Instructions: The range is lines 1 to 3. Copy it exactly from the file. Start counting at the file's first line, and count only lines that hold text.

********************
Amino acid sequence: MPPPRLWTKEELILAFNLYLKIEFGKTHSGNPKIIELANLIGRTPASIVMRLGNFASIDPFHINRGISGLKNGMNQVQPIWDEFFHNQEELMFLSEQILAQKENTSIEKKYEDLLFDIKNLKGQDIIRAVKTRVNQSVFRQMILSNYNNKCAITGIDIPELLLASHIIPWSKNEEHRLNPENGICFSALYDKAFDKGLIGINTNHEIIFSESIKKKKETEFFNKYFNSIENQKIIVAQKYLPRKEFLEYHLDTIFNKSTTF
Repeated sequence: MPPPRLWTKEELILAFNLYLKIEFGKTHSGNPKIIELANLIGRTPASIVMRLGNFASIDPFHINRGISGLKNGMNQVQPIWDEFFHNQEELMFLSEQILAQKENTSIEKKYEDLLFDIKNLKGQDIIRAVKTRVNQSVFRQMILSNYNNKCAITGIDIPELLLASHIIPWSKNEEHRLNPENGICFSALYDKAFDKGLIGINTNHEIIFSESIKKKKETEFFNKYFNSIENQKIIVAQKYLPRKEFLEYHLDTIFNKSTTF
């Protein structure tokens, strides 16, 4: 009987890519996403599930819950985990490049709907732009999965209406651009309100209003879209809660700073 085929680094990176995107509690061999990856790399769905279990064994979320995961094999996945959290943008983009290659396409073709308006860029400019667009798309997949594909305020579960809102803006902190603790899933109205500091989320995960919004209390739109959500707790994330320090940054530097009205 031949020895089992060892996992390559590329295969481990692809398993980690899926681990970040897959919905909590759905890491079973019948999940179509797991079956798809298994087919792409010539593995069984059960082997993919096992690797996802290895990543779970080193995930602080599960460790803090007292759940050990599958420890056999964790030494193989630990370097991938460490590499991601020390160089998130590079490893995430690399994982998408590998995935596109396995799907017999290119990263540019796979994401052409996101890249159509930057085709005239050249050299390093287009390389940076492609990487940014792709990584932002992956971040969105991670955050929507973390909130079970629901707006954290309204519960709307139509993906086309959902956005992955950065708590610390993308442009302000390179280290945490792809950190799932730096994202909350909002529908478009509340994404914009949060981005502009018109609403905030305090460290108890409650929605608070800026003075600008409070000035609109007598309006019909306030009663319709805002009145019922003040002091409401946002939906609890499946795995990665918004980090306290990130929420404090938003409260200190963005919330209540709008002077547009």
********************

Amino acid sequence: MPPPRLWTKEELILAFNLYLKIEFGKTHSGNPKIIELANLIGRTPASIVMRLGNFASIDPFHINRGISGLKNGMNQVQPIWDEFFHNQEELMFLSEQILAQKENTSIEKKYEDLLFDIKNLKGQDIIRAVKTRVNQSVFRQMILSNYNNKCAITGIDIPELLLASHIIPWSKNEEHRLNPENGICFSALYDKAFDKGLIGINTNHEIIFSESIKKKKETEFFNKYFNSIENQKIIVAQKYLPRKEFLEYHLDTIFNKSTTF
Repeated sequence: MPPPRLWTKEELILAFNLYLKIEFGKTHSGNPKIIELANLIGRTPASIVMRLGNFASIDPFHINRGISGLKNGMNQVQPIWDEFFHNQEELMFLSEQILAQKENTSIEKKYEDLLFDIKNLKGQDIIRAVKTRVNQSVFRQMILSNYNNKCAITGIDIPELLLASHIIPWSKNEEHRLNPENGICFSALYDKAFDKGLIGINTNHEIIFSESIKKKKETEFFNKYFNSIENQKIIVAQKYLPRKEFLEYHLDTIFNKSTTF
């Protein structure tokens, strides 16, 4: 009987890519996403599930819950985990490049709907732009999965209406651009309100209003879209809660700073 085929680094990176995107509690061999990856790399769905279990064994979320995961094999996945959290943008983009290659396409073709308006860029400019667009798309997949594909305020579960809102803006902190603790899933109205500091989320995960919004209390739109959500707790994330320090940054530097009205 031949020895089992060892996992390559590329295969481990692809398993980690899926681990970040897959919905909590759905890491079973019948999940179509797991079956798809298994087919792409010539593995069984059960082997993919096992690797996802290895990543779970080193995930602080599960460790803090007292759940050990599958420890056999964790030494193989630990370097991938460490590499991601020390160089998130590079490893995430690399994982998408590998995935596109396995799907017999290119990263540019796979994401052409996101890249159509930057085709005239050249050299390093287009390389940076492609990487940014792709990584932002992956971040969105991670955050929507973390909130079970629901707006954290309204519960709307139509993906086309959902956005992955950065708590610390993308442009302000390179280290945490792809950190799932730096994202909350909002529908478009509340994404914009949060981005502009018109609403905030305090460290108890409650929605608070800026003075600008409070000035609109007598309006019909306030009663319709805002009145019922003040002091409401946002939906609890499946795995990665918004980090306290990130929420404090938003409260200190963005919330209540709008002077547009």